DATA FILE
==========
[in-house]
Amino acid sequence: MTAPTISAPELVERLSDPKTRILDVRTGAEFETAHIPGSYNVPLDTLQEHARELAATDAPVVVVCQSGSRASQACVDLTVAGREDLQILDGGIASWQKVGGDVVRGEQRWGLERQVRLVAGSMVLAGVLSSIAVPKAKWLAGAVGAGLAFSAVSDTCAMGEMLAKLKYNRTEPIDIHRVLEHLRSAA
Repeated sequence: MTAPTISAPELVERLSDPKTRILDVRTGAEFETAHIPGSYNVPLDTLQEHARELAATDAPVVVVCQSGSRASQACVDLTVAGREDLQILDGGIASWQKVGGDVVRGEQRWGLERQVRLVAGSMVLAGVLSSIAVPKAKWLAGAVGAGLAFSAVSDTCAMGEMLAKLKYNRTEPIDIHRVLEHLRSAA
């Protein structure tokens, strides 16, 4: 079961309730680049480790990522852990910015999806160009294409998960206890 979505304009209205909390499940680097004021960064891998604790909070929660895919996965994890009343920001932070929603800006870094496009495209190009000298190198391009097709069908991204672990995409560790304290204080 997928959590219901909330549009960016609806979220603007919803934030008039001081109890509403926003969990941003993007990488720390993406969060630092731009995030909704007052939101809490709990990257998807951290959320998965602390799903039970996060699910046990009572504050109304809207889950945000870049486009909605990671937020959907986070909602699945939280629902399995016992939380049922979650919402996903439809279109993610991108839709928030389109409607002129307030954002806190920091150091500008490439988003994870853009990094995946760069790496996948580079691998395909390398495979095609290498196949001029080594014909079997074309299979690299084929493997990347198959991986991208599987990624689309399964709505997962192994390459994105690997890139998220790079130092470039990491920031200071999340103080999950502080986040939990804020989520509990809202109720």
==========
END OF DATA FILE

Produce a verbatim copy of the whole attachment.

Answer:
[in-house]
Amino acid sequence: MTAPTISAPELVERLSDPKTRILDVRTGAEFETAHIPGSYNVPLDTLQEHARELAATDAPVVVVCQSGSRASQACVDLTVAGREDLQILDGGIASWQKVGGDVVRGEQRWGLERQVRLVAGSMVLAGVLSSIAVPKAKWLAGAVGAGLAFSAVSDTCAMGEMLAKLKYNRTEPIDIHRVLEHLRSAA
Repeated sequence: MTAPTISAPELVERLSDPKTRILDVRTGAEFETAHIPGSYNVPLDTLQEHARELAATDAPVVVVCQSGSRASQACVDLTVAGREDLQILDGGIASWQKVGGDVVRGEQRWGLERQVRLVAGSMVLAGVLSSIAVPKAKWLAGAVGAGLAFSAVSDTCAMGEMLAKLKYNRTEPIDIHRVLEHLRSAA
């Protein structure tokens, strides 16, 4: 079961309730680049480790990522852990910015999806160009294409998960206890 979505304009209205909390499940680097004021960064891998604790909070929660895919996965994890009343920001932070929603800006870094496009495209190009000298190198391009097709069908991204672990995409560790304290204080 997928959590219901909330549009960016609806979220603007919803934030008039001081109890509403926003969990941003993007990488720390993406969060630092731009995030909704007052939101809490709990990257998807951290959320998965602390799903039970996060699910046990009572504050109304809207889950945000870049486009909605990671937020959907986070909602699945939280629902399995016992939380049922979650919402996903439809279109993610991108839709928030389109409607002129307030954002806190920091150091500008490439988003994870853009990094995946760069790496996948580079691998395909390398495979095609290498196949001029080594014909079997074309299979690299084929493997990347198959991986991208599987990624689309399964709505997962192994390459994105690997890139998220790079130092470039990491920031200071999340103080999950502080986040939990804020989520509990809202109720």